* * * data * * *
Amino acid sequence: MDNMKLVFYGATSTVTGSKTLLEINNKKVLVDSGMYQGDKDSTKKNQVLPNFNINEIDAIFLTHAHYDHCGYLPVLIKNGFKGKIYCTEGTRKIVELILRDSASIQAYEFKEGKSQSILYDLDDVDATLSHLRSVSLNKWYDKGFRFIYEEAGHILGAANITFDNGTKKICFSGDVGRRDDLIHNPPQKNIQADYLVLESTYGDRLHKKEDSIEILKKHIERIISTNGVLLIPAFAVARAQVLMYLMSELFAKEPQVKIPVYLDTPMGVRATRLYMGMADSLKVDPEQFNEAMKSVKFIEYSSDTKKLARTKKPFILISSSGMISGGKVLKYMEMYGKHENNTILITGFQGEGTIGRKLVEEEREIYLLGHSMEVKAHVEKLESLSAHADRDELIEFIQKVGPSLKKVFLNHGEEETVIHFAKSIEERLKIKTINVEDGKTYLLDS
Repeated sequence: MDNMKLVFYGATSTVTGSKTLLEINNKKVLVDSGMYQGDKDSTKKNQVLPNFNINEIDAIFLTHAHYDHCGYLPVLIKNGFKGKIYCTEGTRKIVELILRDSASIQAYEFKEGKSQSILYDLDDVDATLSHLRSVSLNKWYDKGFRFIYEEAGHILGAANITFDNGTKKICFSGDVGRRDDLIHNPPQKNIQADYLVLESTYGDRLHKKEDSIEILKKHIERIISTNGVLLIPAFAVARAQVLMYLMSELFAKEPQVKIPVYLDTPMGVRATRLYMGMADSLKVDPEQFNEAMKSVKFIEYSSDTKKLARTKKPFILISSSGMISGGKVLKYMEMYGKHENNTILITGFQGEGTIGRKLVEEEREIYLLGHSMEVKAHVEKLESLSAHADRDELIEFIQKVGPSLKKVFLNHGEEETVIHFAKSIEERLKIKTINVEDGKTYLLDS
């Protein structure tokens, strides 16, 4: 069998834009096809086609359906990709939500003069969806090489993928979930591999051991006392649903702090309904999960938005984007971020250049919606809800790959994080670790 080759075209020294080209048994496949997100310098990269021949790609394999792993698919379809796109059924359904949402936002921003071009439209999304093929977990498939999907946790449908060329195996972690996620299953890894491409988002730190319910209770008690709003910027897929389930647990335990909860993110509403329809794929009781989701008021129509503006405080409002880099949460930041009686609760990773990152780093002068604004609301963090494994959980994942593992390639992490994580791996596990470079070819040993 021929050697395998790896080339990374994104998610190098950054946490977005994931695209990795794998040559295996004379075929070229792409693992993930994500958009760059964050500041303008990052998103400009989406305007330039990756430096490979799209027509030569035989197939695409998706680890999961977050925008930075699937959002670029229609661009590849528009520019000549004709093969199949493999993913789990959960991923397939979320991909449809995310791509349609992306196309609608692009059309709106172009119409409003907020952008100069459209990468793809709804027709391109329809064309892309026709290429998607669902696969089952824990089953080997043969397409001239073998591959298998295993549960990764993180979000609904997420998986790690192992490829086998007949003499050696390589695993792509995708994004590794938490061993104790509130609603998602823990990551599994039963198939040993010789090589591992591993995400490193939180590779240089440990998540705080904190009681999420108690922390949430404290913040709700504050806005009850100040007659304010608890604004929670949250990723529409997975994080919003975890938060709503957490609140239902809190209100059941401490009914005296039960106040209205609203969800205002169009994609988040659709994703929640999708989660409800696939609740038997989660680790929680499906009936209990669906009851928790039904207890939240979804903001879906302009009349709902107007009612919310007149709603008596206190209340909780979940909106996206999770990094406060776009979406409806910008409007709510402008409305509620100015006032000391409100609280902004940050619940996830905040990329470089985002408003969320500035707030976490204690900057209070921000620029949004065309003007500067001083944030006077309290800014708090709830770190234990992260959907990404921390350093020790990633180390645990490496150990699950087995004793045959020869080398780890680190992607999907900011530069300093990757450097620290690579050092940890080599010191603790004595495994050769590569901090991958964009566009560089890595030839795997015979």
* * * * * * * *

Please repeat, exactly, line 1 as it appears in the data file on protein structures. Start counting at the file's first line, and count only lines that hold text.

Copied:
Amino acid sequence: MDNMKLVFYGATSTVTGSKTLLEINNKKVLVDSGMYQGDKDSTKKNQVLPNFNINEIDAIFLTHAHYDHCGYLPVLIKNGFKGKIYCTEGTRKIVELILRDSASIQAYEFKEGKSQSILYDLDDVDATLSHLRSVSLNKWYDKGFRFIYEEAGHILGAANITFDNGTKKICFSGDVGRRDDLIHNPPQKNIQADYLVLESTYGDRLHKKEDSIEILKKHIERIISTNGVLLIPAFAVARAQVLMYLMSELFAKEPQVKIPVYLDTPMGVRATRLYMGMADSLKVDPEQFNEAMKSVKFIEYSSDTKKLARTKKPFILISSSGMISGGKVLKYMEMYGKHENNTILITGFQGEGTIGRKLVEEEREIYLLGHSMEVKAHVEKLESLSAHADRDELIEFIQKVGPSLKKVFLNHGEEETVIHFAKSIEERLKIKTINVEDGKTYLLDS